The Japanese Navy was the third largest navy in the world by 1920, behind the Royal Navy and the United States Navy (USN). It was supported by the Imperial Japanese Navy Air Service for aircraft and airstrike operation from the fleet. It was the primary opponent of the Western Allies in the Pacific War.
The origins of the Imperial Japanese Navy go back to early interactions with nations on the Asian continent, beginning in the early medieval period and reaching a peak of activity during the 16th and 17th centuries at a time of cultural exchange with European powers during the Age of Discovery. After two centuries of stagnation during the country's ensuing seclusion policy under the shōguns of the Edo period, Japan's navy was comparatively backward when the country was forced open to trade by American intervention in 1854. This eventually led to the Meiji Restoration. Accompanying the re-ascendance of the Emperor came a period of frantic modernization and industrialization. The navy's history of successes, sometimes against much more powerful foes as in the Sino-Japanese war and the Russo-Japanese War, ended in almost complete annihilation during the concluding days of World War II, largely by the USN.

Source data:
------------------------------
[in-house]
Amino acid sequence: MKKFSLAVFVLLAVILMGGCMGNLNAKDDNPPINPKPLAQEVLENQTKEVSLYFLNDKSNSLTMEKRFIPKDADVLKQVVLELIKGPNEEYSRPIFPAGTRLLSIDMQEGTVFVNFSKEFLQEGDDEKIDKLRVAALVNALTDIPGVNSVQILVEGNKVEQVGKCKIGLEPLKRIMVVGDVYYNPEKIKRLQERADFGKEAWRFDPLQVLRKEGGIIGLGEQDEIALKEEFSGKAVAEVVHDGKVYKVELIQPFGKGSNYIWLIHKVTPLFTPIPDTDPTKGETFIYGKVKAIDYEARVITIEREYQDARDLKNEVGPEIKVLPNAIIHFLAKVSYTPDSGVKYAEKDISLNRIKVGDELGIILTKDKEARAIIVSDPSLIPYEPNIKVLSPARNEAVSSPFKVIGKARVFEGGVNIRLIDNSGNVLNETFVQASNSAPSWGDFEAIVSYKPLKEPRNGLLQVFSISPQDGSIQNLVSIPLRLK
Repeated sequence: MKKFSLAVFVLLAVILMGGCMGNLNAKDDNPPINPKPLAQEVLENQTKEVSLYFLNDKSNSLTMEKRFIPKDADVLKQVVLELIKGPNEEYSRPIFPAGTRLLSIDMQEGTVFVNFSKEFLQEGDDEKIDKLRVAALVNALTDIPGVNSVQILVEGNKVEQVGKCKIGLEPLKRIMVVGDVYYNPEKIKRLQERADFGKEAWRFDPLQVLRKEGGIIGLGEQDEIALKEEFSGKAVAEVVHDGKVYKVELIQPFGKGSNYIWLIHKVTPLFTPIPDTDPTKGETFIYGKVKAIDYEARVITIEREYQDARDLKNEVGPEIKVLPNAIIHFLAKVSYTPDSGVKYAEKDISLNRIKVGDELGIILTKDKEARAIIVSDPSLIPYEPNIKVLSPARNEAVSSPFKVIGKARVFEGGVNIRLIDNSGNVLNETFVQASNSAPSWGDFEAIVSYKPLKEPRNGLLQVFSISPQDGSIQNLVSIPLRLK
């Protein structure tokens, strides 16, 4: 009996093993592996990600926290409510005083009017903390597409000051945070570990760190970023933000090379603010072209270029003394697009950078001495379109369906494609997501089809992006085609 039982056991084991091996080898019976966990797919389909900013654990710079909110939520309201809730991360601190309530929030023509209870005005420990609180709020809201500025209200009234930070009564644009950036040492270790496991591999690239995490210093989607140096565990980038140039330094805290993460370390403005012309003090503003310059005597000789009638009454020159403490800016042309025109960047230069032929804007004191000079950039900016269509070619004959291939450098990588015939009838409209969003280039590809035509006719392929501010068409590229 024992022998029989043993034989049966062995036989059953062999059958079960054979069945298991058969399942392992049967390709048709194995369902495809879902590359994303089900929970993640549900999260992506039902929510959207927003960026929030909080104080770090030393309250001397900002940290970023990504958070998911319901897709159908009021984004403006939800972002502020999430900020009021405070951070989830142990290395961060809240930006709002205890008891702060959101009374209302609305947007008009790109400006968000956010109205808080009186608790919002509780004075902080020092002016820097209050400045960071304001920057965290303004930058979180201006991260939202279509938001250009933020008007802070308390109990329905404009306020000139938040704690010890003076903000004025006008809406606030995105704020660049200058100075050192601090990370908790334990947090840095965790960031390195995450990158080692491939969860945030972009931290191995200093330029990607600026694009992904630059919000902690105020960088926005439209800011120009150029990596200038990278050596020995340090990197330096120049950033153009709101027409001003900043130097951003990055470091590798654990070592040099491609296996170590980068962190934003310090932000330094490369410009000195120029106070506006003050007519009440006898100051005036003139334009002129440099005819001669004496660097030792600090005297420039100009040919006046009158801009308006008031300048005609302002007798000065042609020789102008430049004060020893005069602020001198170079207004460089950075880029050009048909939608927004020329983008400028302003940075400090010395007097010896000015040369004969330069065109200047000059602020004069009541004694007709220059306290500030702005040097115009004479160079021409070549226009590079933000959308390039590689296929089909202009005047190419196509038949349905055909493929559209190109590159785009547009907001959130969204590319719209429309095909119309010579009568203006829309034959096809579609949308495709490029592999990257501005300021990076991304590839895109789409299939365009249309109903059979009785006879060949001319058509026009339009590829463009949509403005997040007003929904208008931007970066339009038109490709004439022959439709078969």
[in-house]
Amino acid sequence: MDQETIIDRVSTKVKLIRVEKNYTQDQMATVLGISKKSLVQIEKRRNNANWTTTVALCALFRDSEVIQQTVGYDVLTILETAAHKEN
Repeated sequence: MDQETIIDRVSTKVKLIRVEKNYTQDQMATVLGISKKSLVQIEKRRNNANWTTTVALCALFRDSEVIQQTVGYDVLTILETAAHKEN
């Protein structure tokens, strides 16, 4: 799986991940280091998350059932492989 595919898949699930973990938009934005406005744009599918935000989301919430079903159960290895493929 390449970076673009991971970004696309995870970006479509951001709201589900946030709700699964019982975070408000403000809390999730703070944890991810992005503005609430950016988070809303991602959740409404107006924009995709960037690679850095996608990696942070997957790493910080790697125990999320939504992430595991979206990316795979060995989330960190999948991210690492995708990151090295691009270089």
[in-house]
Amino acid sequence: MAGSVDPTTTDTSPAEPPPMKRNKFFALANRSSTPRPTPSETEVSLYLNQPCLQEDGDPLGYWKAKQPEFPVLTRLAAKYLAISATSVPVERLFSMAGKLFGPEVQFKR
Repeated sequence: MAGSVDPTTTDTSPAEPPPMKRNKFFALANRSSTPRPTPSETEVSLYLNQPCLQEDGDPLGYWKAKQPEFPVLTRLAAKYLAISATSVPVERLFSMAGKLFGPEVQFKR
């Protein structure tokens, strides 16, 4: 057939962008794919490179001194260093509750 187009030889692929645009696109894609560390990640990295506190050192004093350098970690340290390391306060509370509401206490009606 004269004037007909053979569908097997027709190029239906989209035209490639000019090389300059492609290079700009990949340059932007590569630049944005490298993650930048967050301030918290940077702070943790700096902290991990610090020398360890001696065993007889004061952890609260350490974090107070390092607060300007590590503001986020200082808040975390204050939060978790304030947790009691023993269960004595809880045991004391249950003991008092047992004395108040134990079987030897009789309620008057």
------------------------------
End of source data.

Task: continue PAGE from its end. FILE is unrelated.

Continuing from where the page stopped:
Japan has a long history of naval interaction with the Asian continent, involving transportation of troops between Korea and Japan, starting at least with the beginning of the Kofun period in the 3rd century.
Japan undertook major naval building efforts in the 16th century, during the Warring States period, when feudal rulers vying for supremacy built vast coastal navies of several hundred ships. Around that time Japan may have developed one of the first ironclad warships when Oda Nobunaga, a daimyō, had six iron-covered Oatakebune made in 1576. In 1588 Toyotomi Hideyoshi issued a ban on Wakō piracy; the pirates then became vassals of Hideyoshi, and comprised the naval force used in the Japanese invasion of Korea (1592–1598).